This is an excerpt from High-Scoring Softball by Ralph Weekly, Jr.K & aren J. Weekly.
Running From First or Second Base
When a runner begins the play at first or second base, she should use home-to-first running techniques in the following situations: if stealing, if the bunt play is on, or if the ball is put into play in the infield and there is a potential force-out at the base to which she is advancing. If, however, the base runner’s teammate (the batter) hits the ball through the infield (and it is not a potential tag-up situation), the runner should use home-to-second running techniques and create a good angle for rounding the next base; she should anticipate advancing two bases instead of just one. Base runners must remember to run until the defense stops them!
There is an ongoing debate in softball circles about the type of leadoff that players should use on the bases. Some argue that the rocker positioning (see figure 3.6) is best, while others subscribe to the starter positioning (see figure 3.7). On our team, we want players to use whichever positioning helps them to be on time off the base. The base runner can leave the base when the ball leaves the pitcher’s hand. Therefore, she needs to be sure that she is leaving the base at that time and no later. A runner who is late off the bases is much more vulnerable to a pickoff because she is still moving off the base as the ball is being received by the catcher. A runner who is on time off the base will be balanced and able to get back quickly on a pickoff throw.
Videotape of base runners reveals that many players who use the rocker position actually start too late and are still on the base when the ball is on its way to home plate. In this case, if the players can make the adjustment to starting their motion earlier, they should continue using the rocker position because it gives the runner extra momentum. If they can’t make the adjustment, they should switch to the starter position so that they do not lose time on their leadoff.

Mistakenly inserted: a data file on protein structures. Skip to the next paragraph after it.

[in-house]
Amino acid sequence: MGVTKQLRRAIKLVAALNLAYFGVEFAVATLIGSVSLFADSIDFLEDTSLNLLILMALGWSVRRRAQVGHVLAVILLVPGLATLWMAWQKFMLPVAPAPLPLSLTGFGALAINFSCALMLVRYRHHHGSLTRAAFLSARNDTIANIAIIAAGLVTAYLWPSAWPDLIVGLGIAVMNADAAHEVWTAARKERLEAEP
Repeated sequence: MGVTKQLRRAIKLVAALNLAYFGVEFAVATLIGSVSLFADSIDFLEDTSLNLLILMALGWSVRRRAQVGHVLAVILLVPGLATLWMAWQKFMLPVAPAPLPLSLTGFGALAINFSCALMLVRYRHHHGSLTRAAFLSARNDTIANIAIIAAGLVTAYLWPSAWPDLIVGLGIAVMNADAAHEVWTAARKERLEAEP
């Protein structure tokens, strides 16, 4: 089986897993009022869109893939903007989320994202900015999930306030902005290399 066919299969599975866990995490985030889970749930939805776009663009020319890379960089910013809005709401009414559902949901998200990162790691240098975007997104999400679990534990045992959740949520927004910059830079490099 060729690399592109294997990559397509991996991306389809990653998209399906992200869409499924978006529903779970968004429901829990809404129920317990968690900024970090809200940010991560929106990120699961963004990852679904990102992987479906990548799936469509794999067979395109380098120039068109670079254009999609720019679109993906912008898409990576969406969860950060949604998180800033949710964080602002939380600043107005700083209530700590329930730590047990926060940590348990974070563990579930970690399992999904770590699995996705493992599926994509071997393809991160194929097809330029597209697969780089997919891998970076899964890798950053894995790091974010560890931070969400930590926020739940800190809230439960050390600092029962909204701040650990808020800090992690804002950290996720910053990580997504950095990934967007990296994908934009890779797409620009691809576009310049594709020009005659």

With either the rocker or starter positioning, the runner should always have her left foot in contact with the base. The front half of the foot should be in contact with the ground, and the back half should be on the base (see figure 3.8). The runner uses the base to push off, much like a starter’s block in track. The runner should position her foot on the portion of the base that is closest to the outfield so that she is farthest from a potential pickoff throw by the catcher.
Leads From First Base
From first base, the runner takes a three-step lead, squaring up to the plate on her third step (see figure 3.9 on page 58). The runner must be balanced when she squares up and not leaning toward second base. The distance between home and first is 60 feet—not a very long throw for a catcher attempting a pickoff. A leaning, off-balance runner is an easy target for a pickoff. If the runner takes more than three steps, she will likely be too far off the base and will be vulnerable to a pickoff. The distance of the leadoff may change based on where the first-base player is positioned. If the first-base player is playing close to the base, the runner may have to cut down the distance of her leadoff, and vice versa.